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Debra Martin Koma wrote about food, travel and lifestyle issues for a number of local and national publications before she fell in love with Walt Disney World on her first visit — when she was 34! She's returned to her Laughing Place more times than she can count in the ensuing years, and enthusiastically shares her passion with readers of AllEars.Net and AllEars®. Deb also co-authored (along with Deb Wills) PassPorter's Open Mouse for Walt Disney World and the Disney Cruise Line, a travel guide designed for all travelers to Walt Disney World who may require special attention, from special diets to mobility issues.

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18 Replies to “What REALLY Goes on in the Disney World Tunnels?”

  1. Did it as part of a special multi park tour many years ago but don’t have any recollection anymore of where we entered or exited

  2. Think of the tunnels as borrowing tunnels underground with small and sometimes larger rooms attached to them. Not everywhere you were standing in the Magic Kingdom is above a tunnel or a part of the utility such as the cafeteria, cash control, costuming or a break room. Much of the underground is soil. Not everywhere you’re standing above ground is above a room or utility corridor. Attractions such as the Liberty Tree actually do sit above an area that is nothing but soil. The corridors and utility spaces were built first and then covered over like a pitcher’s mound with the park built on top. That’s why the park doesn’t cave in.

  3. I took a tour of the utilidoors about 10 yrs ago. I still talk about it. We had a tour guide for our group of 6. Ate lunch at Columbia Harbor House. It was awesome.

  4. Disney used to employ an outside company to photograph their events. I used to work for one of the photography companies. So I have been in the tunnels a handful of times. I also once was able to drive my car into Tomorrowland in the very early morning hours.

  5. I took the key to the kingdom tour 2years ago,best birthday ever. I heard rumors about tunnels under Disney since I wasa kid. It was cool to experience this. Unfortunately photos are not allowed in the tunnelsbut the memory will always be with me. Tour is available but extra cost.

  6. I took a tour a few yrs ago that culminated underground. It added more to the Magic of WDW. The attention to detail in every aspect of design whether above or below ground was incredible. Now every time I’m in the magic kingdom I point out to my family where one entrance to the utilitdoor is. They’re sick of me saying it but how exciting it is that all these yrs later I’m still talking about it. It’s like I’m privy to an amazing secret. I do remember a distinct smell underneath though. Lol.

  7. Did the KTTK tour last fall and really enjoyed it. It didn’t really destroy the magic, as to me part of the magic is how well thought out everything is at WDW. Th Utilidors are the high point of that thought process. Being old 🙂 and retired, seeing the Utilidors and the cast members made me a bit jealous I wasn’t younger and could try for employment there. I also have to shout out to our tour guide, who was simple amazing. I wrote to Disney giving her a “thumbs up” and hoping they recognize her ability.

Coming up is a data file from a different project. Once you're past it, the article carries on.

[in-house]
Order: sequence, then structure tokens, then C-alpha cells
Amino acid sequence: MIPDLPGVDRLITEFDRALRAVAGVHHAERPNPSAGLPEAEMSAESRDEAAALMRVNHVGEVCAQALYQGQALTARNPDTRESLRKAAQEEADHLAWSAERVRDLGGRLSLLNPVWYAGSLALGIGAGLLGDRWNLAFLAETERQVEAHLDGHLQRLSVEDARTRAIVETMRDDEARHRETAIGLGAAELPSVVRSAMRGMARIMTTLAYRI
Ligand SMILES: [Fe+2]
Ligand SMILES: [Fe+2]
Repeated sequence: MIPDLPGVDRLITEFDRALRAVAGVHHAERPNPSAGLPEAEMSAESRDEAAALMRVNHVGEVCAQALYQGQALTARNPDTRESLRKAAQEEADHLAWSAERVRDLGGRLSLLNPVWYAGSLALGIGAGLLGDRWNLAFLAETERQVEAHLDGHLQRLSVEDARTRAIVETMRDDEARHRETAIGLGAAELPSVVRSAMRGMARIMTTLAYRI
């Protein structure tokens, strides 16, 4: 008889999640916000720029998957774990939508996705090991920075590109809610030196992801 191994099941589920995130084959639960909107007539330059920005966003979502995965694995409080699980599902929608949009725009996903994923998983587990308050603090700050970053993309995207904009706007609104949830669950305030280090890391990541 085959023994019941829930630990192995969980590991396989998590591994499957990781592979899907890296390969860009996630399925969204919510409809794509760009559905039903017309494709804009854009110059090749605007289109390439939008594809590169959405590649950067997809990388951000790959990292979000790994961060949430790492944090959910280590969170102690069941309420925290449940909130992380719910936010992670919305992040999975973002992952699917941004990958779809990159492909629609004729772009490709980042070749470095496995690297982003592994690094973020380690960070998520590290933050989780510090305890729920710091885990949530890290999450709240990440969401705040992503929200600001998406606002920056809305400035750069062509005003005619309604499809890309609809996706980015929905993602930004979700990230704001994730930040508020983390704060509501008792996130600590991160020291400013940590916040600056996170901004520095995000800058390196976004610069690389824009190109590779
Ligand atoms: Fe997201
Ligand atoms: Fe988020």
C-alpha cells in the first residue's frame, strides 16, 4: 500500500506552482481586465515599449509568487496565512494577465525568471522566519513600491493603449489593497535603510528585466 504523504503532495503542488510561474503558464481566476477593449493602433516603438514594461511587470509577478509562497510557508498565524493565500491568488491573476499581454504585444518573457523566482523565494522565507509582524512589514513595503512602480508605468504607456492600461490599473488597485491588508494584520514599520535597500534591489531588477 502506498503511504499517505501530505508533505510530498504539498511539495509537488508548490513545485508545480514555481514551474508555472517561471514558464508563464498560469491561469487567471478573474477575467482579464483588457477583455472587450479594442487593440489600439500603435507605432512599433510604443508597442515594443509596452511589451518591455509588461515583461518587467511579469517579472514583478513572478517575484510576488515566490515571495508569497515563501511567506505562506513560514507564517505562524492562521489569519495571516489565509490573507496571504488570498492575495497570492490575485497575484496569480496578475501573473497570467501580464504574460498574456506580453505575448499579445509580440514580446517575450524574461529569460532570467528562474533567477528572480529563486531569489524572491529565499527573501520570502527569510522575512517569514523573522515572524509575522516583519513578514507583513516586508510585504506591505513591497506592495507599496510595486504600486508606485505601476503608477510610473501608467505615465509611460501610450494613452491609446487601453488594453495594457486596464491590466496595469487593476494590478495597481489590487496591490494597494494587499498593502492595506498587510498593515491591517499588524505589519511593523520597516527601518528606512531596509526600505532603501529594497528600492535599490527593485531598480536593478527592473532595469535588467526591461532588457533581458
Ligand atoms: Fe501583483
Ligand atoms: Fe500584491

8. Yes we have been in the tunnels below the MK very impressive how they get around. Like a small city with food areas, dressing rooms, and so on. They have golf carts etc to move thru the park very fast! If you ever want to see this and its for Adults only its called Keys To The Kingdom I would highly recommend it. You sure learn a lot.

  9. I’ve taken the Keys tour and been in the tunnels. They are amazing and I enjoyed all the behind the scenes info. As a grown women who has been to WDW over 15 times I did loose some Disney Magic. It’s crazy and I do know it’s not real but once that bubble is popped there’s no going back.

  10. I’m curious about how the weight of things above ground don’t affect the tunnels. If they are big enough for all that. That is a lot of open space down there. How can it not cave in?

  11. worked at Disney for 27 years and can tell lots of fun things that happen in the tunnel area. It’s a tour every one should see. it’s sad now when I visit the parks things are so different from when I worked there. they have become to lenient on dress code such as facial hair and the length of men’s hair now. I started in the 70’s when things were very different.

  12. WDW needs to put the Utilidors back to work. Lots of people reporting seeing cast members roaming out of their assigned areas these days.

  13. Loved the Keys to the Kingdom tour. I wish I could have spent the day just taking time to read each placard and poster, pin display, etc. It was so wonderful and our guide was so knowledgeable and loved sharing her experience with us.

    1. My high school marching band played at Magic Kingdom in 1983 and we were staged in the Utilador prior to the leader with strict rules about not taking photos and so forth. I can still picture being in there!